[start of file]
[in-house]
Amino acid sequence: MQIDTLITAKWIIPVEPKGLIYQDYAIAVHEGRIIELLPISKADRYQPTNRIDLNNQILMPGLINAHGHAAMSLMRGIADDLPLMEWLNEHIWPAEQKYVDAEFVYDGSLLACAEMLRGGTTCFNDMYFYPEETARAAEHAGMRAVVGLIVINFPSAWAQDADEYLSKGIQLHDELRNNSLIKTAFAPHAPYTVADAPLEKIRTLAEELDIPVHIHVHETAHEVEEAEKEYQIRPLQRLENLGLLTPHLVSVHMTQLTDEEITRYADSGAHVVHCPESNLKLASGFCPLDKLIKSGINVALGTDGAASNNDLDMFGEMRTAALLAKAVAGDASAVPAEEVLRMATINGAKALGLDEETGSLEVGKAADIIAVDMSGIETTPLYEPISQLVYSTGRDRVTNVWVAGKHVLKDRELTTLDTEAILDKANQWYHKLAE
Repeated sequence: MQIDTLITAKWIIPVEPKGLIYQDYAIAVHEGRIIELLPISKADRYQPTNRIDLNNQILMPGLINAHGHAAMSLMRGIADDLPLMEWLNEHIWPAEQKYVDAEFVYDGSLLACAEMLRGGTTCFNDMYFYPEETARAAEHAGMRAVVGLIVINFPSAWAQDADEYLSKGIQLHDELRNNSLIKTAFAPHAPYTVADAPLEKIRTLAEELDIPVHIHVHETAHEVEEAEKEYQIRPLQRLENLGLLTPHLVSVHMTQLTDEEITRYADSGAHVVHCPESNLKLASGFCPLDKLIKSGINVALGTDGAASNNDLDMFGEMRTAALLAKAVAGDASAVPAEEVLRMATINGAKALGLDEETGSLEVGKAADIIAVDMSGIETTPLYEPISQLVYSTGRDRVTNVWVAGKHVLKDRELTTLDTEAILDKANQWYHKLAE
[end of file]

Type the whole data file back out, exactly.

[in-house]
Amino acid sequence: MQIDTLITAKWIIPVEPKGLIYQDYAIAVHEGRIIELLPISKADRYQPTNRIDLNNQILMPGLINAHGHAAMSLMRGIADDLPLMEWLNEHIWPAEQKYVDAEFVYDGSLLACAEMLRGGTTCFNDMYFYPEETARAAEHAGMRAVVGLIVINFPSAWAQDADEYLSKGIQLHDELRNNSLIKTAFAPHAPYTVADAPLEKIRTLAEELDIPVHIHVHETAHEVEEAEKEYQIRPLQRLENLGLLTPHLVSVHMTQLTDEEITRYADSGAHVVHCPESNLKLASGFCPLDKLIKSGINVALGTDGAASNNDLDMFGEMRTAALLAKAVAGDASAVPAEEVLRMATINGAKALGLDEETGSLEVGKAADIIAVDMSGIETTPLYEPISQLVYSTGRDRVTNVWVAGKHVLKDRELTTLDTEAILDKANQWYHKLAE
Repeated sequence: MQIDTLITAKWIIPVEPKGLIYQDYAIAVHEGRIIELLPISKADRYQPTNRIDLNNQILMPGLINAHGHAAMSLMRGIADDLPLMEWLNEHIWPAEQKYVDAEFVYDGSLLACAEMLRGGTTCFNDMYFYPEETARAAEHAGMRAVVGLIVINFPSAWAQDADEYLSKGIQLHDELRNNSLIKTAFAPHAPYTVADAPLEKIRTLAEELDIPVHIHVHETAHEVEEAEKEYQIRPLQRLENLGLLTPHLVSVHMTQLTDEEITRYADSGAHVVHCPESNLKLASGFCPLDKLIKSGINVALGTDGAASNNDLDMFGEMRTAALLAKAVAGDASAVPAEEVLRMATINGAKALGLDEETGSLEVGKAADIIAVDMSGIETTPLYEPISQLVYSTGRDRVTNVWVAGKHVLKDRELTTLDTEAILDKANQWYHKLAE